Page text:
During Tuesday's meeting, Superintendent Eddie Peasant also addressed ongoing issues raised by the COVID-19 pandemic.
At the beginning of the semester, district administrators offered parents the option of having their students learn virtually, sending their students to school for traditional in-person learning or, in the case of middle school students and older, having a hybrid system where the students could attend school a certain number of days and do virtual learning the rest of the week.
However, difficulties with everything from student participation to internet connectivity and device issues resulted in the district ditching the hybrid structure by Oct. 5, and Peasant said "every Monday" more and more students are coming back to classrooms for in-person traditional learning.
Currently, Peasant told The Dispatch, about 70 percent of the district's elementary school students and 55 to 60 percent of older students are commuting to and from campus for traditional learning.
"They've both increased probably by about 10 percent (since the beginning of the year)," Peasant said.
Peasant and board members agreed district administrators are being "extremely accommodating" to parents who found virtual learning more difficult than they anticipated, since initially the district had said elementary students could not switch learning options until after the first nine weeks and older students not until the second semester. The increasing number of in-person students is also causing faculty and staff to have to restructure classrooms to enforce social distancing.
Peasant said administrators will continue to monitor the situation and make sure students are all staying safe.
He and his staff also hope virtual learning will become easier for students and teachers in the coming weeks because on Tuesday, the district received a shipment of 4,200 Chromebooks paid for by part of the district's CARES (Coronavirus Aid, Relief, and Economic Security) Act money.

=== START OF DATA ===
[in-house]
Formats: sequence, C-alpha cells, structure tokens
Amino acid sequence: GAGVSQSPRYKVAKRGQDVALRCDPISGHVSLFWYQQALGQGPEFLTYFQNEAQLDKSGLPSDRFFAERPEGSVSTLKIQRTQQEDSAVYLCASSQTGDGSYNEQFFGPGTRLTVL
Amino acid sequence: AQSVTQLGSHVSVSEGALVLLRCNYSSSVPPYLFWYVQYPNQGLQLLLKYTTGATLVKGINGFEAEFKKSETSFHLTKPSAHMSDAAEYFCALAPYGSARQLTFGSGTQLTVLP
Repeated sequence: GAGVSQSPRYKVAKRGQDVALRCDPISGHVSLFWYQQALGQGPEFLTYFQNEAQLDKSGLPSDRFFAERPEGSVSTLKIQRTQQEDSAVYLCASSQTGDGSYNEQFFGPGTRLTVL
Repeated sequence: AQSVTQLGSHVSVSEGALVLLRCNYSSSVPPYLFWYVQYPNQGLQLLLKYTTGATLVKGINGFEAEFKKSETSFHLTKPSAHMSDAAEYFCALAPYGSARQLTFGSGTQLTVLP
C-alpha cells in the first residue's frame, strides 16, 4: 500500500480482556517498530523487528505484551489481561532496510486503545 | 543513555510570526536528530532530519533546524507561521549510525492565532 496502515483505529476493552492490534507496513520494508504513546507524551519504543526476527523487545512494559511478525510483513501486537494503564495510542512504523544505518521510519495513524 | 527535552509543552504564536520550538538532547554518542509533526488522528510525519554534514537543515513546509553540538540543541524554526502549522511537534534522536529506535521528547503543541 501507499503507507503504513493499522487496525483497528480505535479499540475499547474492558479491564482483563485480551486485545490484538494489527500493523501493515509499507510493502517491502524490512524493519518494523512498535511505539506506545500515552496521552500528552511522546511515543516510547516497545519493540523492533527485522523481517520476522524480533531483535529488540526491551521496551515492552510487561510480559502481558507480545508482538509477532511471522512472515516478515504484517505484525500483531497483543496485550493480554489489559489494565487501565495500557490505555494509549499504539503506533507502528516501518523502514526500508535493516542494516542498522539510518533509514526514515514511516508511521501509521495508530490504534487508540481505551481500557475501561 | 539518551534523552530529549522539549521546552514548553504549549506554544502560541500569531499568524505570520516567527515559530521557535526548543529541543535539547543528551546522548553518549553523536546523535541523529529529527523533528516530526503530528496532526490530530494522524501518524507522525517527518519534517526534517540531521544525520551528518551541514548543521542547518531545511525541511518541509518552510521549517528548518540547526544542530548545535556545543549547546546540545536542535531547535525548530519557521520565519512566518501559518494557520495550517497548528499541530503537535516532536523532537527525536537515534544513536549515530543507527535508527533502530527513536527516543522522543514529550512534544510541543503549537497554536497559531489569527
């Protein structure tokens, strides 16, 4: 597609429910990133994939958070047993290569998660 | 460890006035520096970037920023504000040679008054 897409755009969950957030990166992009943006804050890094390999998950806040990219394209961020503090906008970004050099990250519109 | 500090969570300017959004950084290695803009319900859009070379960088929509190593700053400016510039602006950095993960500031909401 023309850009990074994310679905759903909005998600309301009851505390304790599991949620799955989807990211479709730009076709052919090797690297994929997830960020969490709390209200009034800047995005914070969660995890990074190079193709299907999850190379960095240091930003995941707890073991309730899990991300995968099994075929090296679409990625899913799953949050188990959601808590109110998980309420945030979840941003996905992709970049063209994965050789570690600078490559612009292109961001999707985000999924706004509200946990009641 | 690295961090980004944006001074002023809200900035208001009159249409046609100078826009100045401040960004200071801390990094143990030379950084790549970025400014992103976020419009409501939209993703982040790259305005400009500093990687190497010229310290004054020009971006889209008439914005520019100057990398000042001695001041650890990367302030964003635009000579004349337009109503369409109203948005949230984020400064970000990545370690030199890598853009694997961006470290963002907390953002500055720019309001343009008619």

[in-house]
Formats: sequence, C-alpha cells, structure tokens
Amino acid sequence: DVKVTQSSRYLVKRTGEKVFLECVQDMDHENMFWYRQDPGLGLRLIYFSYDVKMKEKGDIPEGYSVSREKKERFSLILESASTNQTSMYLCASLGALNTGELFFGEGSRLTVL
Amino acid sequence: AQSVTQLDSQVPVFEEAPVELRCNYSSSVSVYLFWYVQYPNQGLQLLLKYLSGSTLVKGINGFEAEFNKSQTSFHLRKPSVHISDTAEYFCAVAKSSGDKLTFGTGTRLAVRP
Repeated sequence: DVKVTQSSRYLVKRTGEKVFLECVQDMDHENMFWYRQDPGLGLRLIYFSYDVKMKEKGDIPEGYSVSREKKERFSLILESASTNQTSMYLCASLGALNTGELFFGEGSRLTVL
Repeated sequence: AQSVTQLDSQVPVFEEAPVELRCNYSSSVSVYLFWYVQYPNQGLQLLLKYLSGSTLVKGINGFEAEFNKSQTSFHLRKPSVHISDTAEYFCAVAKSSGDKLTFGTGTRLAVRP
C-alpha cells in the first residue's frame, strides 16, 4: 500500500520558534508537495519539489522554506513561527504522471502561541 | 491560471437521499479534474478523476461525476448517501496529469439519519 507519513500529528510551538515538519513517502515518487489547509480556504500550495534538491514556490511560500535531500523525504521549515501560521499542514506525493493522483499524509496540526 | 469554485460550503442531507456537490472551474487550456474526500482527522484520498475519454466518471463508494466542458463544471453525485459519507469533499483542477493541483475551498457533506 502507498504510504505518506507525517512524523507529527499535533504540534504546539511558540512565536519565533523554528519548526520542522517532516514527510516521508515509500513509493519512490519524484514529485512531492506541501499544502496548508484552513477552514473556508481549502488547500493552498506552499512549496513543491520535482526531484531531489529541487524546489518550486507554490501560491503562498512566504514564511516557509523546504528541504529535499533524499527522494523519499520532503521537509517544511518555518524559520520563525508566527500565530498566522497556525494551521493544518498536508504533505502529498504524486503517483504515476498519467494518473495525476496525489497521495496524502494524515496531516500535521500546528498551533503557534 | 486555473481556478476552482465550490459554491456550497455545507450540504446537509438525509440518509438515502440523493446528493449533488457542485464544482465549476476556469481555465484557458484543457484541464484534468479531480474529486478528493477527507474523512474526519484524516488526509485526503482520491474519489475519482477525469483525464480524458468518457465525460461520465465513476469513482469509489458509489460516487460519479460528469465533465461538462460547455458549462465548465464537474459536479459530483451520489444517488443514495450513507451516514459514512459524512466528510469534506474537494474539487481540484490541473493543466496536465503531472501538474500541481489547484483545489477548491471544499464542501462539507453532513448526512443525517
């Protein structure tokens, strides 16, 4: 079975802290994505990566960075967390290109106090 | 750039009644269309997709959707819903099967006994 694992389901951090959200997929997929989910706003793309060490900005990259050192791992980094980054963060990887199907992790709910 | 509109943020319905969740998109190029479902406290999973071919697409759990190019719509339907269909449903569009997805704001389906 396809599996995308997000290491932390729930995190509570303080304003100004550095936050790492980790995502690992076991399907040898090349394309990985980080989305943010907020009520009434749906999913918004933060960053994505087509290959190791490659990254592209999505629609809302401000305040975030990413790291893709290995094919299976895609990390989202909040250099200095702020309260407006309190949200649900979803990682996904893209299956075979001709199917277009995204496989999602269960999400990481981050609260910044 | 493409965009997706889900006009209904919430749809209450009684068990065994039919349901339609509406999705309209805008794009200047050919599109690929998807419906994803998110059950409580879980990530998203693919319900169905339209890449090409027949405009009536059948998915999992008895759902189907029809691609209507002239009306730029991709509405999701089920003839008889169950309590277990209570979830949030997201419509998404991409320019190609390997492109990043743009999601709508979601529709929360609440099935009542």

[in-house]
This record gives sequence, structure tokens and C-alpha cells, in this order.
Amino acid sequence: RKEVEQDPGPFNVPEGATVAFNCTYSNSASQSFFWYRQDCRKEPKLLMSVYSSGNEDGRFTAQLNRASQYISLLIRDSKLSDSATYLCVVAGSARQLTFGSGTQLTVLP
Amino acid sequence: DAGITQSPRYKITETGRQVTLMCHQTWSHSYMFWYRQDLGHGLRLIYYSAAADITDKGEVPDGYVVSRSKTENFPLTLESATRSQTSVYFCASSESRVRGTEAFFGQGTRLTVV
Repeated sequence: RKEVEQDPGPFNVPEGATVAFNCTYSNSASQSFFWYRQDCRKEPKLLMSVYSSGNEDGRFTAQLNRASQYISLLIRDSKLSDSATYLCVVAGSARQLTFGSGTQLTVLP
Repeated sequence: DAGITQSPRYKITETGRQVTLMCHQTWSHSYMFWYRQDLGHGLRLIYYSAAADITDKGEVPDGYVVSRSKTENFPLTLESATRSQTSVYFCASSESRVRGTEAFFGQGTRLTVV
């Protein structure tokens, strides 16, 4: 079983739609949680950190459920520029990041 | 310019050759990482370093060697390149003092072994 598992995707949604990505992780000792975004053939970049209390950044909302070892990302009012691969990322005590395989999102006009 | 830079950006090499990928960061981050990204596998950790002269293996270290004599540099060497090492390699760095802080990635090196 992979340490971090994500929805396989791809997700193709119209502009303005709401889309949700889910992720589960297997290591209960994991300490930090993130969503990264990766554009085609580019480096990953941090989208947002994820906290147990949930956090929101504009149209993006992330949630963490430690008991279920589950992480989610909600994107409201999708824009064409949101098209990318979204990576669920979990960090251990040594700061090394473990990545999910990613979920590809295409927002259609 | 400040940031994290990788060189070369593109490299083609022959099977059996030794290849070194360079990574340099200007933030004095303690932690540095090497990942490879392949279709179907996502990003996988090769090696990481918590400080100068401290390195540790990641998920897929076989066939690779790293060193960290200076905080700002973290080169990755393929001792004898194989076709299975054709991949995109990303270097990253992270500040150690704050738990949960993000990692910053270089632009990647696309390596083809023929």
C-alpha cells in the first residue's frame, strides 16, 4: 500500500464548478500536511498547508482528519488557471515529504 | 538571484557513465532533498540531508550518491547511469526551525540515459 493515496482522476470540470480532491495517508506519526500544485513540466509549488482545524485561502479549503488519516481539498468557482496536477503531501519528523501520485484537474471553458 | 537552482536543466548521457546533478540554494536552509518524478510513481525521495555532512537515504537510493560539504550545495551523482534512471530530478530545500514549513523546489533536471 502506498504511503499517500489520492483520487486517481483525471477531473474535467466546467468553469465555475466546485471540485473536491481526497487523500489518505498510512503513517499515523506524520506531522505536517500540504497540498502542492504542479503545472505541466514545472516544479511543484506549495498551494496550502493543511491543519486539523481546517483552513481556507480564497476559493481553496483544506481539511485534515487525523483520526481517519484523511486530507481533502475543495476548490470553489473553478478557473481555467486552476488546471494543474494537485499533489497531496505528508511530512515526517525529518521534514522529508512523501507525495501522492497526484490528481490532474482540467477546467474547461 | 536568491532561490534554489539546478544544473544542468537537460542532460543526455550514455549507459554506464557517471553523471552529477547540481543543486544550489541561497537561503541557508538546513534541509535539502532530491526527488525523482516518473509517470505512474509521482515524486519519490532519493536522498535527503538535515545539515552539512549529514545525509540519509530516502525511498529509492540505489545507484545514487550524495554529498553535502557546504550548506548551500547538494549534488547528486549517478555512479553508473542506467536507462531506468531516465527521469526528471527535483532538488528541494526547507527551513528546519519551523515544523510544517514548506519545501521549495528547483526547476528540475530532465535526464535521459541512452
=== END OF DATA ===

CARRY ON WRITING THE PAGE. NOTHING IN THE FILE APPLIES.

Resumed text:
Leanne Long, the district's director of instructional technology and distance learning, said the district will create and distribute an instructional video to help parents and students set up and use the Chromebooks next week, though she did not give a timeline for distributing the actual Chromebooks.
She also said the district will use about $450,000 in CARES Act funds to expand Wi-Fi access throughout the district to allow internet access in parking lots, at sporting facilities and even maintenance facilities.
Board member Wesley Gordon requested the board hear from teachers who are having to teach virtually at a future board meeting, since currently the board has heard mostly from parents about how virtual learning is going.
"It seems to me we're doing the best we can, but some people have unrealistic expectations due to the fact that either they teach online at the university or they've taken an online class," he said. "We've thrust these teachers into a situation that they didn't sign up for. I do my best and try to be as kind to these parents as I can, but I'm catching one side."
Peasant said he has already asked teachers to submit their feedback to him, which he will provide the board at a future meeting, and he will also invite some teachers to speak to the board.
"Everything that you've said was correct," he said. "Teachers are not sitting back and trying to figure out what they can do for kids to fail. They're working their tails off. ... They're having to learn a whole new skill set in order to do this and continue to do what they already have been trained to do."